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India/Pakistan - interview

Pakistan’s official reaction to Mumbai evidence “within days or weeks”?

Article published on the 2009-02-05 Latest update 2009-02-06 12:37 TU

Shivshankar Menon.(Photo: Indian government)

Shivshankar Menon.
(Photo: Indian government)

After two months, India waits patiently for Pakistan to give an official response to evidence it delivered to Islamabad linking “elements” in Pakistan to the attacks on Mumbai in November 2008. India's foreign secretary Shivshankar Menon told RFI that India does not believe the Pakistani government orchestrated the attacks.

In a speech delivered at French think-tank IFRI, Menon said those behind the Mumbai attacks and against the attack on the Indian embassy in Kabul, Afghanistan in July 2008, are “clients and creations of the Pakistani intelligence services, the ISI.”

However, Menon wanted to be clear that India does not think that the Pakistani government is behind the attacks.

“What we’ve consistently said is that elements in Pakistan are behind the attacks. We have no quarrel with the people of Pakistan,” Menon said.

“The reason we say this is not only because of what the one terrorist we captured alive told us […] but also because of the mass of evidence we’ve collected," he added.

Interview: Indian Foreign Secretary Shivshankar Menon

05/02/2009 by Rosslyn Hyams

But he expressed India’s determination to bring the perpetrators to justice, because the Lashkar-e-Taiba, a Pakistan-based militant group fighting against Indian’s rule in Kashmir, “is not just a threat to us, but to the rest of the world.”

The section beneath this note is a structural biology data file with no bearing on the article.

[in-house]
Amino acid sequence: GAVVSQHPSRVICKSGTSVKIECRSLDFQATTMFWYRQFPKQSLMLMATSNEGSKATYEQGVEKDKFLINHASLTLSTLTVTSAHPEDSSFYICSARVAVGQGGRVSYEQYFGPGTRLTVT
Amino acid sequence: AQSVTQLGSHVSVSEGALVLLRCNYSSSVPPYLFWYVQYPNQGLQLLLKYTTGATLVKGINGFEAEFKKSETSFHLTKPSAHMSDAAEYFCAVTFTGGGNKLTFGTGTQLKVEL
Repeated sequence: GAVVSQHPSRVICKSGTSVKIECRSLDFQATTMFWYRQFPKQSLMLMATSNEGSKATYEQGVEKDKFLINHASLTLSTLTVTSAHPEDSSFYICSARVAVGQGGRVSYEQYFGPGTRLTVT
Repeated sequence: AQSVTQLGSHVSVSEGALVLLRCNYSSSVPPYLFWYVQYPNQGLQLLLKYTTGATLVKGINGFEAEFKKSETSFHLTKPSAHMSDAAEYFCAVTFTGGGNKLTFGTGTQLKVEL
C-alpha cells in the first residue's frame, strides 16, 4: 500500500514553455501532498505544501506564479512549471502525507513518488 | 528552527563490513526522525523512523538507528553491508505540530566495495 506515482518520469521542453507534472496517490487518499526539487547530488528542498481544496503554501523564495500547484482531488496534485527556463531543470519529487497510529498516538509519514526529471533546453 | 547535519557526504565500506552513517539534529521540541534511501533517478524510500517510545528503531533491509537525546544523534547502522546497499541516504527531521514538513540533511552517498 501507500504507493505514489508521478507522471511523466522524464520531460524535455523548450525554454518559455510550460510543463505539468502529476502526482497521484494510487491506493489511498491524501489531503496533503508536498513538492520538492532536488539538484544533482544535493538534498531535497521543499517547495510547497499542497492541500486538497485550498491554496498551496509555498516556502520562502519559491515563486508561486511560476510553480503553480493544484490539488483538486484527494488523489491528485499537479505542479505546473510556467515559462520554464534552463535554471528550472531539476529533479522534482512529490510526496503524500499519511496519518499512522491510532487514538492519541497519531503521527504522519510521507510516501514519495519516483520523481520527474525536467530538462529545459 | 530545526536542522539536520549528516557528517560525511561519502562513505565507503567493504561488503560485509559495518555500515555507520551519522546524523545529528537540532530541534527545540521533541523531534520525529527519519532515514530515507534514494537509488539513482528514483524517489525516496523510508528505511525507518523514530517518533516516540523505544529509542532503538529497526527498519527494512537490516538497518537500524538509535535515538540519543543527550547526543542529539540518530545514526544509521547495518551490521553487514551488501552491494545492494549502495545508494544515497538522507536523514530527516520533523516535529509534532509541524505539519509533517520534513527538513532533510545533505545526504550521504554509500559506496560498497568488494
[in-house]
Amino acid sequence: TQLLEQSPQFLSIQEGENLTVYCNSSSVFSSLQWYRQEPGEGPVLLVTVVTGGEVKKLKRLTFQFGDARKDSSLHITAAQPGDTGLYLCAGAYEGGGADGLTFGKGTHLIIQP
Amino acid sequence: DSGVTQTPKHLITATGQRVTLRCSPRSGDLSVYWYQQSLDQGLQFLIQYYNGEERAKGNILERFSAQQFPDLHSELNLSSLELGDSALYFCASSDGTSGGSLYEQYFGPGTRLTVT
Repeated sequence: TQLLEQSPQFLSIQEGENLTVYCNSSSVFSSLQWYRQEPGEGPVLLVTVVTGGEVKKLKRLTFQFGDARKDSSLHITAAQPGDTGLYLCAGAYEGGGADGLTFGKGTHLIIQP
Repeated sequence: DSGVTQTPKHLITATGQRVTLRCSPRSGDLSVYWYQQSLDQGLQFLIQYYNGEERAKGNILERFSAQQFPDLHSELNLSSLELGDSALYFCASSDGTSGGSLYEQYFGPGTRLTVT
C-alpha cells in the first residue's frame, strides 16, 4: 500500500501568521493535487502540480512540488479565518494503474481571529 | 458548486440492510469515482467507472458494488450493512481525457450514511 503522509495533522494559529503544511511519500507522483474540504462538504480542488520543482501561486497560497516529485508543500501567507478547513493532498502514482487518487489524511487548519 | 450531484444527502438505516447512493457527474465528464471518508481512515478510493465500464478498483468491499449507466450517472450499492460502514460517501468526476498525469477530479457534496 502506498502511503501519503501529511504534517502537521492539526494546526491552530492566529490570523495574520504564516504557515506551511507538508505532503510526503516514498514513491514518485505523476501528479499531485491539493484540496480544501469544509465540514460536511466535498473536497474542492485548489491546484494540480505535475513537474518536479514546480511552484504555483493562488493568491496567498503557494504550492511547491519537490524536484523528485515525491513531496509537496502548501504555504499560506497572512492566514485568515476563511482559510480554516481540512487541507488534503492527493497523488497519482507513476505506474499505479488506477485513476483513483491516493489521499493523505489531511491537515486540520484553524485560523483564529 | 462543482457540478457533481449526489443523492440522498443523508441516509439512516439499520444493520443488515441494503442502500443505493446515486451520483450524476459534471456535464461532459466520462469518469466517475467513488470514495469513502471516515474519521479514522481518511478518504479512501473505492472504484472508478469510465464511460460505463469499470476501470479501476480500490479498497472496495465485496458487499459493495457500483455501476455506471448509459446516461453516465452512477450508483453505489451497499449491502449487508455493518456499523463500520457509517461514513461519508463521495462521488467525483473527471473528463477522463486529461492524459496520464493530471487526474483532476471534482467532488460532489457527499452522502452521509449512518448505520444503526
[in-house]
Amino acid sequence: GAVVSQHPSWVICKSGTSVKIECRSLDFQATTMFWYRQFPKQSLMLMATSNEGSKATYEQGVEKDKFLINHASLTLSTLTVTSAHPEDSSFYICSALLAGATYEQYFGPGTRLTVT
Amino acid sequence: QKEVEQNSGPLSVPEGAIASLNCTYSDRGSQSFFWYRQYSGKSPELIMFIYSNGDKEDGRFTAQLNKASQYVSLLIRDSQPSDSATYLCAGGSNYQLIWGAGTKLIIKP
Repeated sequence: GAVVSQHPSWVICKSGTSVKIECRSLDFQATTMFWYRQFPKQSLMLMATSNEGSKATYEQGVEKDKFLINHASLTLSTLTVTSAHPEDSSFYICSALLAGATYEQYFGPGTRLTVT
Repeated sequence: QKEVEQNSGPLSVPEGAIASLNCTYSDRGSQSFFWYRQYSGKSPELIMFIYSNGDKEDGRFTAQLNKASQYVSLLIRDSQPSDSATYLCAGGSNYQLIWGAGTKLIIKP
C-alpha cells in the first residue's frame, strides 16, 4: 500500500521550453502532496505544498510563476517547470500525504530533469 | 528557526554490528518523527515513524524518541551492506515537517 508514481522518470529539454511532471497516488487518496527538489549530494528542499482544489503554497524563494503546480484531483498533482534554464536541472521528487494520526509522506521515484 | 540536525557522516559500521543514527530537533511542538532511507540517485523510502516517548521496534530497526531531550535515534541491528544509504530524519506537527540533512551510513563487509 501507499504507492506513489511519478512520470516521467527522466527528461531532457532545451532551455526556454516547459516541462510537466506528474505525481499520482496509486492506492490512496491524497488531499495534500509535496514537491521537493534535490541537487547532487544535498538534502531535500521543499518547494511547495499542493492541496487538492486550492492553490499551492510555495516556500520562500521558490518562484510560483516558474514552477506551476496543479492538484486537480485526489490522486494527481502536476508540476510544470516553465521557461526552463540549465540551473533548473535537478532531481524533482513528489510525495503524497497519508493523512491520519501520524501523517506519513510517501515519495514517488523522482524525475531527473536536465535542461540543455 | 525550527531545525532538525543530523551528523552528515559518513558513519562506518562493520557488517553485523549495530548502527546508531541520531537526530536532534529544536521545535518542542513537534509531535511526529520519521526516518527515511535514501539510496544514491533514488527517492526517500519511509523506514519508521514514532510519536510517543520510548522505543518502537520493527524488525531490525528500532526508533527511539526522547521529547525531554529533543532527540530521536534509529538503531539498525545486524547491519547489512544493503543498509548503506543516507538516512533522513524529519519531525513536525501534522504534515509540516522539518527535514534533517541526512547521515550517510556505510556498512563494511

Nevertheless, Menon stressed that the Pakistani authorities have serious responsibilities.

“The solution to this really lies in Pakistan. It’s for Pakistan to make up its mind, to follow a coherent policy and to decide how to deal with this. It’s up to Pakistan,” Menon told RFI.

Pakistan has banned Lashkar-e-Taiba and several other groups such as Jaish-e-Mohammed and a charity, Jamaat-ud-Dawa, which was founded by Lashkar leader, Hafiz Sayeed. He heads Jammat-ud-Dawa and has been placed under house arrest along with eight other members of the association.

Meanwhile, police in Mumbai have been given extra time to detain and question two men suspected of involvement in the attacks on the city last November that left 165 people dead.

Crime branch chief Rakesh Maria, who is leading the investigation, says that a judge has allowed police to hold the two suspects until 16th February.

The alleged sole surviving gunman, said to be a Pakistani national, is in custody in India for one more week. Then he's due to be charged.